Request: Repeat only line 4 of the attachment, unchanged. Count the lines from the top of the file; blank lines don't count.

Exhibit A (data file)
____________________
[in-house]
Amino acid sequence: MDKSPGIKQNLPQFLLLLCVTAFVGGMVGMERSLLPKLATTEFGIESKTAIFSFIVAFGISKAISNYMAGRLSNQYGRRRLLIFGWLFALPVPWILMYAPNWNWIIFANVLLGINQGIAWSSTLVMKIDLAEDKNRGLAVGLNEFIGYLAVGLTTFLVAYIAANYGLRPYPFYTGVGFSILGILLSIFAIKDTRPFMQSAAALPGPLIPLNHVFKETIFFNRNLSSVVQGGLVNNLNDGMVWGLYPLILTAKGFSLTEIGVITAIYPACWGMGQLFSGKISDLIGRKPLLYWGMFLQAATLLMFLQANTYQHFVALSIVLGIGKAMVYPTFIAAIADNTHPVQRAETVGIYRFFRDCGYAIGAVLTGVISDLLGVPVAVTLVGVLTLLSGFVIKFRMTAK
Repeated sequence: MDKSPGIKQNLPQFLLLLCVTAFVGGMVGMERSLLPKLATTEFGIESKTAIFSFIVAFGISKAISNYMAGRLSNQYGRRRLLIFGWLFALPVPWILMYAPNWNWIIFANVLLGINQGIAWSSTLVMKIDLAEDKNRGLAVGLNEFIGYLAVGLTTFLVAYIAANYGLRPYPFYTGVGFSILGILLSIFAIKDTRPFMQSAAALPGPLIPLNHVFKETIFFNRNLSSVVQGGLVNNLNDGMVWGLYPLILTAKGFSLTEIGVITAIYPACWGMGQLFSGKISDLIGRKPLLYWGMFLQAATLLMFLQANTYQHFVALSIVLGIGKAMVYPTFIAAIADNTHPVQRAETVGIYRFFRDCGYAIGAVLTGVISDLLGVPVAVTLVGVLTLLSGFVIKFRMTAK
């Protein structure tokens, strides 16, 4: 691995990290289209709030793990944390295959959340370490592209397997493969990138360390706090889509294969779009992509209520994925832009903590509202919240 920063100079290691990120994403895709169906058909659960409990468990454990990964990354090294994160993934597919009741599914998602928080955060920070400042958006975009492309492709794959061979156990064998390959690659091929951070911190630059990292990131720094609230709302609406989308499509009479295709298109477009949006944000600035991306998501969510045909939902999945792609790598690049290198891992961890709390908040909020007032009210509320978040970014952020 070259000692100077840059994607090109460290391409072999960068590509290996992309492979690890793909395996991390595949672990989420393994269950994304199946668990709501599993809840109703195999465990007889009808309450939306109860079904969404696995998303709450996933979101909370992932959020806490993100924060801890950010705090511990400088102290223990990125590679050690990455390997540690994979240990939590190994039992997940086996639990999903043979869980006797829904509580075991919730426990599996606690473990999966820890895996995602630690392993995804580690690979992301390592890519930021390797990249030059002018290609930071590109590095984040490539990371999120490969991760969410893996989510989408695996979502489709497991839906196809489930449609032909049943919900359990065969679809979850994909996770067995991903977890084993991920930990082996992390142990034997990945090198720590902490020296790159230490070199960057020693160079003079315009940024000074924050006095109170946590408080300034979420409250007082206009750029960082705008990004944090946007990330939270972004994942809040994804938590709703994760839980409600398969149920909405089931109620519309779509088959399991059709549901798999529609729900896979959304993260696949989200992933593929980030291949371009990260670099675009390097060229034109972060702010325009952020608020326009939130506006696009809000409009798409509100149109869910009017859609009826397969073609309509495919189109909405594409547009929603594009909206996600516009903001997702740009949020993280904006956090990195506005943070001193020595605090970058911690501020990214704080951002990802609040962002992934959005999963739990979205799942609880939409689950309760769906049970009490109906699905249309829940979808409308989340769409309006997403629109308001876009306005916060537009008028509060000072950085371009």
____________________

């Protein structure tokens, strides 16, 4: 691995990290289209709030793990944390295959959340370490592209397997493969990138360390706090889509294969779009992509209520994925832009903590509202919240 920063100079290691990120994403895709169906058909659960409990468990454990990964990354090294994160993934597919009741599914998602928080955060920070400042958006975009492309492709794959061979156990064998390959690659091929951070911190630059990292990131720094609230709302609406989308499509009479295709298109477009949006944000600035991306998501969510045909939902999945792609790598690049290198891992961890709390908040909020007032009210509320978040970014952020 070259000692100077840059994607090109460290391409072999960068590509290996992309492979690890793909395996991390595949672990989420393994269950994304199946668990709501599993809840109703195999465990007889009808309450939306109860079904969404696995998303709450996933979101909370992932959020806490993100924060801890950010705090511990400088102290223990990125590679050690990455390997540690994979240990939590190994039992997940086996639990999903043979869980006797829904509580075991919730426990599996606690473990999966820890895996995602630690392993995804580690690979992301390592890519930021390797990249030059002018290609930071590109590095984040490539990371999120490969991760969410893996989510989408695996979502489709497991839906196809489930449609032909049943919900359990065969679809979850994909996770067995991903977890084993991920930990082996992390142990034997990945090198720590902490020296790159230490070199960057020693160079003079315009940024000074924050006095109170946590408080300034979420409250007082206009750029960082705008990004944090946007990330939270972004994942809040994804938590709703994760839980409600398969149920909405089931109620519309779509088959399991059709549901798999529609729900896979959304993260696949989200992933593929980030291949371009990260670099675009390097060229034109972060702010325009952020608020326009939130506006696009809000409009798409509100149109869910009017859609009826397969073609309509495919189109909405594409547009929603594009909206996600516009903001997702740009949020993280904006956090990195506005943070001193020595605090970058911690501020990214704080951002990802609040962002992934959005999963739990979205799942609880939409689950309760769906049970009490109906699905249309829940979808409308989340769409309006997403629109308001876009306005916060537009008028509060000072950085371009």